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How you sit

Sitting down is slowly killing us all! Sitting down for long periods of time every day is proven to greatly increase health risks. Working in an office job, chances are you don’t have much choice but to sit down for long periods of time. Even though sitting down for long periods isn’t good for you, there are methods on how to ‘sit correctly’ to reduce any health risks as much as possible. You may be familiar with some of the methods to sit correctly including:

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  • Don’t slouch in your seat
  • Keep your monitor / screen at eye level to avoid looking down
  • Keep your arms supported
  • Keep your feet flat on the floor
  • Ensure shoulders are relaxed

Many people consider the correct way to sit is sitting at the back of the chair keeping your back straight at a 90 degree angle keeping the spine in a neutral position that will reduce the stress on the spine.

Some researchers are suggesting that sitting at 90 degrees may not be beneficial for your back and can potentially cause damage to your back in the future. According to this research, the best method of sitting down is to sit back at an angle of 135 degrees. Sitting as far back as this and keeping the neutral spine position is proven to further reduce stress on the lower back compared to sitting at 90 degrees. Sitting back this far is very beneficial in theory, but when put into practice you may find yourself too far back and slipping off the seat so an angle of 120 degree seems the most reasonable to sit back on.

Sitting back at an angle seems very beneficial it’s not without its flaws. Sitting back like this can cause a lot more strain on your neck and upper back. By leaning back further, you’re going to be putting a lot more strain on your upper back and neck to keep your view horizontal to look at your monitor or screen. Sitting further back will make it harder to keep your spine in its neutral position without having additional support for the lower back being part of the chair. Another difficulty is how to measure what angle you’re sitting at. Sitting at 90 degrees is quite simple to work out, but measuring sitting back as a specific angle is a bit awkward.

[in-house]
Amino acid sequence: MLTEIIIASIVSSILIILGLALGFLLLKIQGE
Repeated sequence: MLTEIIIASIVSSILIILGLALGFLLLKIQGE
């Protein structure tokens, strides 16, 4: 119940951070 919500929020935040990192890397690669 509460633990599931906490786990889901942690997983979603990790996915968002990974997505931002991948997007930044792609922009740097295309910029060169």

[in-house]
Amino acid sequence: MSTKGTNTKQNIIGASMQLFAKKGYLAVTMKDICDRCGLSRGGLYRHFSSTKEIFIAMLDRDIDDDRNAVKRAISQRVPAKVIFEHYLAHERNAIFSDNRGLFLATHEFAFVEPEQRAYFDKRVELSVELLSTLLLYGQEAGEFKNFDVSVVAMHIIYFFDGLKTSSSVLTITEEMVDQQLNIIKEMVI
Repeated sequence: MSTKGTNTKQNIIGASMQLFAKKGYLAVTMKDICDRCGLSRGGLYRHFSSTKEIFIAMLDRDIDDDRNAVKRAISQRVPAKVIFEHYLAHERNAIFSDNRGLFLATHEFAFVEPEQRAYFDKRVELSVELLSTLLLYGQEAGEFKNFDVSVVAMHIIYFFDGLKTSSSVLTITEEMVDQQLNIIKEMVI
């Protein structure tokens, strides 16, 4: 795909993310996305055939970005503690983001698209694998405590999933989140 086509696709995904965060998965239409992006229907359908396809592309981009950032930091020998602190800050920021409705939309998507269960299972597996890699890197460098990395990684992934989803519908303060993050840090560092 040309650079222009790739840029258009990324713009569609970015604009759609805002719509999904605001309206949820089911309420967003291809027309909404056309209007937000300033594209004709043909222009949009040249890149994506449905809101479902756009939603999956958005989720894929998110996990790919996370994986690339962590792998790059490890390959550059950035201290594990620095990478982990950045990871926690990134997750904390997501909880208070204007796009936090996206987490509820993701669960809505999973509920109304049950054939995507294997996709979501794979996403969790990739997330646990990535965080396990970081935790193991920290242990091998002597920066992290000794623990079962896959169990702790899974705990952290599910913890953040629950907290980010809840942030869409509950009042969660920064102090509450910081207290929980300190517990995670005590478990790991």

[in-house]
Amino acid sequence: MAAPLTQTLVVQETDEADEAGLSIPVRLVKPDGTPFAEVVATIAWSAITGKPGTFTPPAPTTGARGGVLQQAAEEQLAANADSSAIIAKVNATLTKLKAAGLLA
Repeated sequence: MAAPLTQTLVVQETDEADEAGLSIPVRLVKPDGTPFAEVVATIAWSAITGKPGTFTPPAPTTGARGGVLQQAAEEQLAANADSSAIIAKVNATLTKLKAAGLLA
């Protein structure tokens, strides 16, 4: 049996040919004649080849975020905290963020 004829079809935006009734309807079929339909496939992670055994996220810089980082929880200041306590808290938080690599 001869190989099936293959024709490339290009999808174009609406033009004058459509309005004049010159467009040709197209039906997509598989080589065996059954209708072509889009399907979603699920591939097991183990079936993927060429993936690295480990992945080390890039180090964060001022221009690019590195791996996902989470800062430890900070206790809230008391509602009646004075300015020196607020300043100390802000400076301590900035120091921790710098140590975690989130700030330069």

The truth is that there is no perfect way to sit and long hours of sitting on a daily basis can very likely result in pain in the future. Experts say the most important thing is to have variety in your daily ritual. This can mean sitting straight for 40 minutes, sitting back for the next 40 and even stand up to work for a while if possible.

It’s also extremely important to take breaks from sitting. Our bodies were not designed to sit down for long periods of time which is the reason that sitting down can be bad for us. Taking a break once an hour for a quick walk, stretch or anything that will help get you moving. This will help the blood circulate around your body and changes the focus on what points of your body is taking the stress of your weight.

Sitting on the right chair

Regardless of how you sit, what you sit on is going to have a big effect on your comfort and any potential harm you may be avoiding. Working and sitting down for 8 hours a day really does require the best possible chair. Every office chair should include:

  • Adjustable Height
  • Padded seat
  • Lower Spine Support
  • Support for arms
  • A base that rolls on 5 wheels

If your chair has all of these features ensure that it is adjusted to help you sit correctly and comfortably. Following this will greatly reduce the risk of having pain from sitting down and problems in the future.

There are chairs that are considered ergonomic and can include neck support, ability to recline, more padding and more. Ergonomic chairs will cost more than standard chairs, but many people consider the benefits from these chairs worth the cost. Here are Morgan & Morgan we supply all ranges of chairs to suit all needs.